9. Hmm. Doctor, there must be several medicines for parkinson's. If the parkinson's is caused by a lack of dopamine, shouldn't consuming dopamine help to reduce the symptoms of the parkinson's?
Yes, there are many medications and yes you are correct providing extra dopamine to the brain is one of the best ways to make the symptoms better. I have provided a list of these medications, but it is worth highlighting two of them: levodopa is the oral form of dopamine. It is converted into dopamine when it goes inside the brain. Th is is usually the fi rst medication that is started. It is available in standard, dispersible and extended-release
Preparations. Young patients with very mild symptoms of parkinson's disease are given a diff erent kind of medication initially. These medications are called dopamine agonists. Th ere are 3 dopamine agonist medications: pramipexole, ropirinole, and rotigotine. Th ey are available in standard and extended release preparations.
10. So, what you are saying is that the dose of parkinson's medications does not stay constant throughout life?
You are correct. Parkinson's disease often progresses as patients grow older. Some symptoms change and become less prominent but on the whole the symptoms become more severe. Th is progression is probably caused by gradual death of more and more cells producing dopamine. Very few people have side eff ects due to these based on the symptoms that develop, the medications. Often, parkinson's disease dose of parkinson's medication may need progresses as patients grow older and new to be changed, or new medications may be given. For example, if you have trouble sleeping at night, then the doctor can ask you to take an extra levodopa pill at night or an extended release ropnirole pill. If the benefi cial effect of levodopa is not lasting for as long as it used to, the doctor may ask you to take entacapone with the levodopa. If you have constipation the doctor will prescribe a laxative and so on. Sometimes it may take a few trials of different medications over 1-2 weeks to find the right combination that works for you. Parkinson's is not a deadly disease. Th ere are many medications for parkinson's. Th e doctor needs to have precise information about the patient's symptoms in order to prescribe the right medications. In parkinson's disease, the doctor needs help from his/her patient. It is essential to record your symptoms accurately and visit your doctor regularly, every 3 to 6 months.
11. Doctor, you are saying that frequently the dose of levodopa needs to be increased. But what happens if too much levodopa gets into the person's brain?
Yes, this can happen but it is not life-threatening. When there is excessive dopamine in the brain, the body starts moving too much. Often there are small jerks in the neck, shoulders and sometimes in the leg. If you are a fan of michael jackson, you have seen break-dancing. Th ese excessive movements look like break-dancing. Th e medical term
For these excessive movements is dys-kinesias. It is very important for you to be aware of them and remember the word: dys-kinesias. Often, dys-kinesias are at their maximum 1-2 hours after you take levodopa. If you have trouble recognizing these movements, you should take a video of any suspicious movements on your smartphone and show it to your doctor. In the early stages of parkinson's disease, dys-kinesias are only seen when the
Levodopa dose is very high. But in more advanced stages, they may be seen at lower doses and giving the patient an adequate dose of levodopa without producing dyskinesias may become diffi cult. At this stage, some dyskinesias may need to be tolerated. If you are suff ering from dyskinesias, you can reduce the dose of levodopa that you are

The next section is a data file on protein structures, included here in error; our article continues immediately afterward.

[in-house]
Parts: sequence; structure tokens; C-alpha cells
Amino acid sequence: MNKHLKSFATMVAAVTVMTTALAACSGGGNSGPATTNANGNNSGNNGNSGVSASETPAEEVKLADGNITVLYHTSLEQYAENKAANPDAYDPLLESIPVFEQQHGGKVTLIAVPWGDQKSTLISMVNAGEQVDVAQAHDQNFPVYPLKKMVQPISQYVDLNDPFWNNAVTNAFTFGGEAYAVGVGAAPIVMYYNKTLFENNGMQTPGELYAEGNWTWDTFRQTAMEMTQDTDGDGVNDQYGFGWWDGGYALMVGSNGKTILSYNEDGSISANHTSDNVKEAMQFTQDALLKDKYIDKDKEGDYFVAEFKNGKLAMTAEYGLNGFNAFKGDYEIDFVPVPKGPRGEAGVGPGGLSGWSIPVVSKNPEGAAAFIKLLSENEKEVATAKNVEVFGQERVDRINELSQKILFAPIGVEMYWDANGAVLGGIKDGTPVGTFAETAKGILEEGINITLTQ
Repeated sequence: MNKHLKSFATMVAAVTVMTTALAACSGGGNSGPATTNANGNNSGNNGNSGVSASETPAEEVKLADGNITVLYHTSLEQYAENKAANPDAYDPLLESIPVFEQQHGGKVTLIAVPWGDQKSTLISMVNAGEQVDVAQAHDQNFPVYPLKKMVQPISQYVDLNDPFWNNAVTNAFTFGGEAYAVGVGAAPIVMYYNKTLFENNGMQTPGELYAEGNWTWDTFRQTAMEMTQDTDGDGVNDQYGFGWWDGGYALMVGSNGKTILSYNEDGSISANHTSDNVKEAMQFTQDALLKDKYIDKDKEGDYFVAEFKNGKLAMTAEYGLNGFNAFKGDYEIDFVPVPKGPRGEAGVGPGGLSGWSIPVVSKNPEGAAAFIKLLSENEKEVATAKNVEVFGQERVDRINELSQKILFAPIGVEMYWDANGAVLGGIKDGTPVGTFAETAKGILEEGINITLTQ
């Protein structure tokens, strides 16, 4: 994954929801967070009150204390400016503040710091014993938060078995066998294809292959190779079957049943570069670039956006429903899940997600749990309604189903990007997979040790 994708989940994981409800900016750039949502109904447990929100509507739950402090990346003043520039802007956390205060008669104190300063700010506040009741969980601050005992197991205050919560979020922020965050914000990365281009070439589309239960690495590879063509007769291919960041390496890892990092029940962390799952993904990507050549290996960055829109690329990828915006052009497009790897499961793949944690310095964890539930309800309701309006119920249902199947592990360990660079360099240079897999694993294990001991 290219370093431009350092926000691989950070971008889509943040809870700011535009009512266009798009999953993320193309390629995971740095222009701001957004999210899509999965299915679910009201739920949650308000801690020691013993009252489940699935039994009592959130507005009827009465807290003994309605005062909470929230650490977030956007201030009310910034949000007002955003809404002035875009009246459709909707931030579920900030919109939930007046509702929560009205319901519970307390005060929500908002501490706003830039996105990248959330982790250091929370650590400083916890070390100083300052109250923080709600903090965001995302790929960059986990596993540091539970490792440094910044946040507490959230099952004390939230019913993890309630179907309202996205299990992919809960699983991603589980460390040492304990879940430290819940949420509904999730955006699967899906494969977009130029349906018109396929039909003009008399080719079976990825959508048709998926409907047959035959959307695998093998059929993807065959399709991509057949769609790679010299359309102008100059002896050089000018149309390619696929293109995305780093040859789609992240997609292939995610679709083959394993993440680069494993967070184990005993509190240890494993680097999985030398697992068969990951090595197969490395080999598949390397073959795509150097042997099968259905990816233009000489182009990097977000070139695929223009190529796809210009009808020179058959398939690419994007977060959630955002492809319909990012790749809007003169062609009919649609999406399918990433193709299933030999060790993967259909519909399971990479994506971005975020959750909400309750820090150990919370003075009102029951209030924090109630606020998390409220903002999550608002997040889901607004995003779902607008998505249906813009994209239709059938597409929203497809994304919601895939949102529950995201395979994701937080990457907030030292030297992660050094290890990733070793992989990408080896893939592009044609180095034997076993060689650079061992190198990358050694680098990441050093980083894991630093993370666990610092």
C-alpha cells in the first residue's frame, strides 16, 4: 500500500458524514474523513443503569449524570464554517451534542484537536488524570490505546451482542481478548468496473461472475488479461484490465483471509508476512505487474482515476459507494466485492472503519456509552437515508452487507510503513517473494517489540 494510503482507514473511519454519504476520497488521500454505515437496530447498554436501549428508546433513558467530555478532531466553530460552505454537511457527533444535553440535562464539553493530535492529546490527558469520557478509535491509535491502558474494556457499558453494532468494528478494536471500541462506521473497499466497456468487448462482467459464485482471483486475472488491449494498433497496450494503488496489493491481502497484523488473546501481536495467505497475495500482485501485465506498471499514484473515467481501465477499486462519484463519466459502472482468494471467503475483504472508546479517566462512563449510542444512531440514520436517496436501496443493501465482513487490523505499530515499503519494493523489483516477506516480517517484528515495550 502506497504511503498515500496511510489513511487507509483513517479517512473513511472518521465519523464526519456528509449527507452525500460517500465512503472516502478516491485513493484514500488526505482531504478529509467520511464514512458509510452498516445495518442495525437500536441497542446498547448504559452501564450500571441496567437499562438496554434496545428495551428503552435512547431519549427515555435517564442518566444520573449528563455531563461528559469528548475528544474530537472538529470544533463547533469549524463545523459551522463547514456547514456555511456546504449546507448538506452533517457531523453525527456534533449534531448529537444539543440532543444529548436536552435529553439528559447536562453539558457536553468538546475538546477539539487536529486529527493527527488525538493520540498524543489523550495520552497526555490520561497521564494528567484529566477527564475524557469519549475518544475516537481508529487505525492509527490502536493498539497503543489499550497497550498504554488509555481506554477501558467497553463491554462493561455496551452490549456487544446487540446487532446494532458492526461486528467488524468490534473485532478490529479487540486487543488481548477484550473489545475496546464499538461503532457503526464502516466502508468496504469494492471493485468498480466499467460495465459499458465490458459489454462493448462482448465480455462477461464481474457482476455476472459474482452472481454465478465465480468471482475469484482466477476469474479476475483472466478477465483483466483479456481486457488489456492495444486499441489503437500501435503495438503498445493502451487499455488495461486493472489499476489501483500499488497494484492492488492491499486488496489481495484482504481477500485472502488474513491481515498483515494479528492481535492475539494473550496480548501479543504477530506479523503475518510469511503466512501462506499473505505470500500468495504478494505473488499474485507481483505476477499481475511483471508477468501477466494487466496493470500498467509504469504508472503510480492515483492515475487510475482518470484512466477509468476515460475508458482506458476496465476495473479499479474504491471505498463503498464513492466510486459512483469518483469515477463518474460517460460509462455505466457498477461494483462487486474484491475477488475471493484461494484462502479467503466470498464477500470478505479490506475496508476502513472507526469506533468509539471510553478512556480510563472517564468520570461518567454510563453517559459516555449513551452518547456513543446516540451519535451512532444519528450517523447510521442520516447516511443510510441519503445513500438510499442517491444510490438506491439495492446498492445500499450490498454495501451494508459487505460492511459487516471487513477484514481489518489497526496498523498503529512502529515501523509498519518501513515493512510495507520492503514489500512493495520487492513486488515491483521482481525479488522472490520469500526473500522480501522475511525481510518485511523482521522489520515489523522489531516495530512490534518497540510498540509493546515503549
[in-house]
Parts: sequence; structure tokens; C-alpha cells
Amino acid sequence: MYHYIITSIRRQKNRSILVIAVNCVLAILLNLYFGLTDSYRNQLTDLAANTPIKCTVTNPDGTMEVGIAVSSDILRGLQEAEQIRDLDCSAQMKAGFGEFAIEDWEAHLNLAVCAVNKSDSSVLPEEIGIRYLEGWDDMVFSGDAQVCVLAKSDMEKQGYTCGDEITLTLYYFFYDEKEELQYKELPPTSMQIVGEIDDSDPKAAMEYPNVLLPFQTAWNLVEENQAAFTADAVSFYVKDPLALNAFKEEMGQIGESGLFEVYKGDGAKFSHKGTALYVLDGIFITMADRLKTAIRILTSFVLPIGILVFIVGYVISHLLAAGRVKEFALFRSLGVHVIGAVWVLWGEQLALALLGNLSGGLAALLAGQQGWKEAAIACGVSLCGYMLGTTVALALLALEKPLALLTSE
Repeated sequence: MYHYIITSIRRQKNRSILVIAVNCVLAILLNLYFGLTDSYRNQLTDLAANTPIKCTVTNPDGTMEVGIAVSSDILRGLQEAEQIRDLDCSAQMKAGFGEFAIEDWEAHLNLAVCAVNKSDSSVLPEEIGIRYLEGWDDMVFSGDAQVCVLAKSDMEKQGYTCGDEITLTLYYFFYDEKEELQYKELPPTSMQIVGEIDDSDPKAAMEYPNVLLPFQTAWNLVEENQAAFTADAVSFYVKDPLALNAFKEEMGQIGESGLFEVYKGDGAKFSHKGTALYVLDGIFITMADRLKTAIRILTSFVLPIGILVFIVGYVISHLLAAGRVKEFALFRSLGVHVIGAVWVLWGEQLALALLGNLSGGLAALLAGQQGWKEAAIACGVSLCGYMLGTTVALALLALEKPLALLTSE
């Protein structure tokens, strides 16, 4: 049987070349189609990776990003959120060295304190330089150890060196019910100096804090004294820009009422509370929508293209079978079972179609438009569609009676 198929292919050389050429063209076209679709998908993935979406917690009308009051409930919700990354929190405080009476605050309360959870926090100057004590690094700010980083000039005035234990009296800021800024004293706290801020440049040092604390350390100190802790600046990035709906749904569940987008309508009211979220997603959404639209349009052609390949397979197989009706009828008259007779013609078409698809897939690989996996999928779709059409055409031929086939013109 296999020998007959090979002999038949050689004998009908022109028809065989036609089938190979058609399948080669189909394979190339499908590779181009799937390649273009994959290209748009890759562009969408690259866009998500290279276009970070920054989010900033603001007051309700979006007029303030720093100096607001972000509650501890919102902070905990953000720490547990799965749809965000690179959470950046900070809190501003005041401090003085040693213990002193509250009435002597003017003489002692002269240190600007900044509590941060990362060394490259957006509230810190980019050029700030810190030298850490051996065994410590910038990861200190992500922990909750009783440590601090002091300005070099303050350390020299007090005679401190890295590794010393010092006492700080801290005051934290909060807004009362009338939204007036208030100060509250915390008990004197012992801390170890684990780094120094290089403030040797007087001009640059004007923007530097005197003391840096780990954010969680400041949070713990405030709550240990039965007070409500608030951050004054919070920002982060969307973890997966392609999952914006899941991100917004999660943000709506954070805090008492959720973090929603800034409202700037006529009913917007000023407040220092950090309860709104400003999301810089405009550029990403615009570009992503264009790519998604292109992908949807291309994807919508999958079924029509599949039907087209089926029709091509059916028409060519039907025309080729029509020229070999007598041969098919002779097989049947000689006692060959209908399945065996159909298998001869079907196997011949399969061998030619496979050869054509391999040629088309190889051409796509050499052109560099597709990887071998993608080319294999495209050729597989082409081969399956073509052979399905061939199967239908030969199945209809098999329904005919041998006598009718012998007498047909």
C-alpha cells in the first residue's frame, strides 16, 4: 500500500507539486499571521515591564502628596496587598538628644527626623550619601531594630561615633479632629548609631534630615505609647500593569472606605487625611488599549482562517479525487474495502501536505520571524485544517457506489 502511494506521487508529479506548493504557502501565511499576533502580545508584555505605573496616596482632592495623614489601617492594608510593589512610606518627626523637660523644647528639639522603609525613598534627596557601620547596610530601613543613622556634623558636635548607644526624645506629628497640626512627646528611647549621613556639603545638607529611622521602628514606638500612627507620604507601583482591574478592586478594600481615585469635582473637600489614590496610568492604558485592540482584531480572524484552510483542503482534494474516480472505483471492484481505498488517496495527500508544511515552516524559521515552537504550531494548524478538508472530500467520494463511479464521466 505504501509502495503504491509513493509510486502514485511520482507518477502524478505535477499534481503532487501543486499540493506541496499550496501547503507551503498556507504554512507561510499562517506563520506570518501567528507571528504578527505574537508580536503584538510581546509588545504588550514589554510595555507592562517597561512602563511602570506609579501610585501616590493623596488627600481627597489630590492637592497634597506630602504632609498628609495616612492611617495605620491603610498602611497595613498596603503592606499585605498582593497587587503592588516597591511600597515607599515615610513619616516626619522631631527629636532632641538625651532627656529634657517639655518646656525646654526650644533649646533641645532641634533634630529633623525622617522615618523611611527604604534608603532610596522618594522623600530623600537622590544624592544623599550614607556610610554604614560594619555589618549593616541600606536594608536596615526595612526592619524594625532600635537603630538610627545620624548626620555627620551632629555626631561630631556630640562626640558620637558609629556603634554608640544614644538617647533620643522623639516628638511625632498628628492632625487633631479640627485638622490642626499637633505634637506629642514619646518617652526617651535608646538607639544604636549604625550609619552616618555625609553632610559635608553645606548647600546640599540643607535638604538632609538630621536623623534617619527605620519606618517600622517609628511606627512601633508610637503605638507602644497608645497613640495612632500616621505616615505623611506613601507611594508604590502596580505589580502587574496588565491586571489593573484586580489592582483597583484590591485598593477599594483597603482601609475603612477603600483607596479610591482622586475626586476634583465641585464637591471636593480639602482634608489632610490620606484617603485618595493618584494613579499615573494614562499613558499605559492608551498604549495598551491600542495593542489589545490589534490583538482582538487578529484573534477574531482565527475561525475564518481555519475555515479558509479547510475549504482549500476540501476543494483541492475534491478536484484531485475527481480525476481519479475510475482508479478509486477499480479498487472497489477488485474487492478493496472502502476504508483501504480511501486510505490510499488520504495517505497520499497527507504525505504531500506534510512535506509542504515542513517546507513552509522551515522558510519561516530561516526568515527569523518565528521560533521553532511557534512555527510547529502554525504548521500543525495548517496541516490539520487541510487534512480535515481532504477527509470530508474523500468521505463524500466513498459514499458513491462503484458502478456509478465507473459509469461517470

Taking. But this may result in some of the symptoms of parkinson's disease (slowness, rigidity, freezing etc) to reappear. Another way in which dyskinesias may be reduced is by giving you amantadine.
12. I am getting it now, doctor. This is like a weighing scale isn't it? too little levodopa causes the parkinson's disease symptoms to come back, and too much levodopa action causes dyskinesias.
Yes! th at is absolutely right. In the initial stages, balancing this weighing scale is very easy. But after 10, 15 or in some cases 20 years, balancing this scale becomes diffi cult. After taking levodopa, many patients improve but also get dyskinesias. It becomes impossible to fi nd a levodopa dose that causes improvement without producing dyskinesias. Th erefore, at this stage, some dyskinesias may need to be tolerated as long as you are able to function satisfactorily.
13. So doctor, you told me what happens when there is too much dopamine action in the brain. What if the there is too little dopamine action in the brain? What if levodopa just stops working?
Levodopa never stops working. But it may become less effective, and its effect may become short-lived. Th ere could be many reasons for levodopa to become less eff ective. These are listed separately the most important reason is that the patient may not be taking the levodopa on an empty stomach. As parkinson's disease advances, the eff ect of levodopa lasts for a shorter duration of time. Here is a somewhat typical story from such a patient. Remember, this happens only in few cases:
Taking the tablet helps me only for a short time. When I wake up in the morning, my feet contract, twist and become painful.
14. I understand. It must be difficult at that stage to find the right combination of medications. What if the situation worsens further?
Yes. And I think it is vital for patients to understand this. Frequently, with the right combination of medications the patient can get better. But it can take some time to find the right combination; sometimes even 3-4 trials of diff erent combinations may be required. If a patient gives up hope and gives up in the middle of these trials, the only possible outcome is progressive deterioration of the patient's health.
Sometimes, inspite of repeated adjustments, a good combination of medications cannot be found. But remember this situation arises 10-20 years after the parkinson's symptoms have been detected. Many parkinson's